Nearby, lying on its side, was this old way stone, pointing to the Olchon Valley (left) and Capel-y-ffin (straight on). It marked the point at which our route left the Offa's Dyke path.

Capel-y-finn looks interesting and is another destination recommended by Lyn and Geoff.  A problem for us is that this area, 1¾ hours travelling from our home, is on the limit of what can easily be enjoyed on a day trip.  Yet I feel drawn to exploring it more, so perhaps a night or two in a guest house is in prospect for the not-too-distant future. Or perhaps I'll buy an old camper van. Yes, that might be fun.  Ah... 'tis nice to dream.

Finally, here's a view of The Cat's Back from the opposite side of the Olchon Valley, just after we'd left Offa's Dyke and turned east. It looks rather tame from this side, don't you think?





Saturday, 24 June 2017

Very little waterfalls

Henrhyd Waterfall (my last post) is an impressive 90 feet high. In complete contrast, the ones featured in this post are at best 18 inches high, and most a lot less.

These are the Travertine Dams of Slade Brook, near St Briavels, and have the distinction of being the best Travertine Dams in the country. Impressive, eh?

Having never heard of a Travertine Dam before, nor ever knowingly seen one, (and therefore utterly failing to be as impressed as you may just have been) I went in search of information. It turned out to be fairly simple really.  Anyone familiar with the tufa deposits in limestone areas such as Malham (North Yorkshire) will know the principle. The spring of Slade Brook emerges through limestone and in the process absorbs quite a lot of that mineral. When the water flows over obstructions in the stream the turbulence releases dissolved carbon dioxide, causing the limestone to come out of solution and deposit itself. In time these deposits build up to form the 'dams' we see today.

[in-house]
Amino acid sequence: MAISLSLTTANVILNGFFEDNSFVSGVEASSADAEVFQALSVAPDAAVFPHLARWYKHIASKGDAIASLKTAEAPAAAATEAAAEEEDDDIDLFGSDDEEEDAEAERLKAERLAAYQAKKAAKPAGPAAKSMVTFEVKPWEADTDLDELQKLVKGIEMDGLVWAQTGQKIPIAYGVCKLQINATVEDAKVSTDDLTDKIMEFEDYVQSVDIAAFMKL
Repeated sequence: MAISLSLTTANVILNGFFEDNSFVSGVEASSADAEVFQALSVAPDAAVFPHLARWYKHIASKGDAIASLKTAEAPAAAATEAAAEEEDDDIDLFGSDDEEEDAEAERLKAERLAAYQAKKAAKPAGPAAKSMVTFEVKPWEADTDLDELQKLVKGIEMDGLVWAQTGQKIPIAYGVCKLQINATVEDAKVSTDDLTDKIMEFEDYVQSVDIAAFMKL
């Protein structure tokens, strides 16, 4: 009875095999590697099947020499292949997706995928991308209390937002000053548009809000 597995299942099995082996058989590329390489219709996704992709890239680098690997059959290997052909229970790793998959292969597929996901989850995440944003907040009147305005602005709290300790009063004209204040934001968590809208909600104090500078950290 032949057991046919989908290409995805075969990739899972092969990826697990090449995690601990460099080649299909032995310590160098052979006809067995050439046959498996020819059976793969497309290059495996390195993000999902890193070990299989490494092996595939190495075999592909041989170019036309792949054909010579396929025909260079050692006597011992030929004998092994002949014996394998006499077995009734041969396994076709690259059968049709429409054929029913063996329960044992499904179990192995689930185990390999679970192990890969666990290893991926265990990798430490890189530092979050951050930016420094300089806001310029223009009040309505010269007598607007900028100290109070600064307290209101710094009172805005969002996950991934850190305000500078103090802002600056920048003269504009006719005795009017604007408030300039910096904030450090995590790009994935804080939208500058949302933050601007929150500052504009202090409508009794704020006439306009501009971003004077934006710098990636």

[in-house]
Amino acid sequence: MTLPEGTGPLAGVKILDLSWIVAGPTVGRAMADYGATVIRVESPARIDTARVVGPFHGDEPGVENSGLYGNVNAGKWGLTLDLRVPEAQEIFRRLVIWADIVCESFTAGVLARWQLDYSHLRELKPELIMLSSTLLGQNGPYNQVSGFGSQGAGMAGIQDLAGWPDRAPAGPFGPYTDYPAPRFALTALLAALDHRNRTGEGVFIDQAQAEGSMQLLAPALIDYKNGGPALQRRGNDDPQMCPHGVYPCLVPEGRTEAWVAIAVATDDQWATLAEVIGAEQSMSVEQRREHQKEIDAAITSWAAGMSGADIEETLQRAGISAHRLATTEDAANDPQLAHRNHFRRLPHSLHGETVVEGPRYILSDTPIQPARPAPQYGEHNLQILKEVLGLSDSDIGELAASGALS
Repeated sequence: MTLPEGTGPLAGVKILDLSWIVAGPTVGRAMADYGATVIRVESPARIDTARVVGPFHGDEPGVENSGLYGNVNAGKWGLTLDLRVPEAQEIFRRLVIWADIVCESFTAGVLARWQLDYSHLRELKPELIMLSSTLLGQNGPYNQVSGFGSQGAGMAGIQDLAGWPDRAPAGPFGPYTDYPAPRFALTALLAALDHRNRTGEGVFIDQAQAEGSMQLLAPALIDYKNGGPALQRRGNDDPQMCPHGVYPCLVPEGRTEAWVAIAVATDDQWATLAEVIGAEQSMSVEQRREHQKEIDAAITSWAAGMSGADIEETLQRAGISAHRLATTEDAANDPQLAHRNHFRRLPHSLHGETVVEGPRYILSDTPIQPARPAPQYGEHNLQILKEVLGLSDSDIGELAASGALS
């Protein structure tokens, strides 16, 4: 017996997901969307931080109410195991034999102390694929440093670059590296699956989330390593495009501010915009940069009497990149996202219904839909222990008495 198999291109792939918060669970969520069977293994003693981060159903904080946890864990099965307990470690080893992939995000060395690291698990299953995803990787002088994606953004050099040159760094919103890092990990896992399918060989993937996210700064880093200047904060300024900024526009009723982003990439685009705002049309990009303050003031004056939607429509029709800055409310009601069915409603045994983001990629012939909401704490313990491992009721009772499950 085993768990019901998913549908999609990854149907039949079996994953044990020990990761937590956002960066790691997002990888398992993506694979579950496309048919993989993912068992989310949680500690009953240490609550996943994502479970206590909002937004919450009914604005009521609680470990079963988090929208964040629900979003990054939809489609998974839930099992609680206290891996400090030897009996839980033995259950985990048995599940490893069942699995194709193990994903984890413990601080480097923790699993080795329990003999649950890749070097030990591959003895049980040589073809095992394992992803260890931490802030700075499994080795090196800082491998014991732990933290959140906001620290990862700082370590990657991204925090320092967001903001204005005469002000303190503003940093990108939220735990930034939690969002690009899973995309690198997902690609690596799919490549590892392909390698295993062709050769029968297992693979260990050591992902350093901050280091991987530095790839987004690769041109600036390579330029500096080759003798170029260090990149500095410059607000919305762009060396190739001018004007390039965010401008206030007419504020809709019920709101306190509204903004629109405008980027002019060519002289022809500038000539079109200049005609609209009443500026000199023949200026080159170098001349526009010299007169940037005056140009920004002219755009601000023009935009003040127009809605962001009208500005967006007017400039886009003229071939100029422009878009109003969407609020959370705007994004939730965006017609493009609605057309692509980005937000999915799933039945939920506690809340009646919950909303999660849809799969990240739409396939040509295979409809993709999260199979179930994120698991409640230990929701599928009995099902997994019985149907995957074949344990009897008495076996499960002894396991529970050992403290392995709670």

Slade Brook is on a pleasant walk I recently did from St Briavels, a few miles from my home. It started with lovely views of the Wye Valley.

The River Wye flows along the far side of the valley.  According to my walk book, the low-lying cultivated ground in the middle distance was once within a meander of the river, which became incised when the river straightened itself. I remember learning this stuff for Geography O-Level, a long time ago, and it's nice to see it 'for real'. Those old text books would have drawn an oxbow lake where the old river bed had been, but that has long since disappeared.


I searched in vain to discover when all this happened; presumably some time in the last 10,000 years or so, after the last ice age had receded.

So there you have it — chemistry, geology and a picturesque countryside walk, all in one post.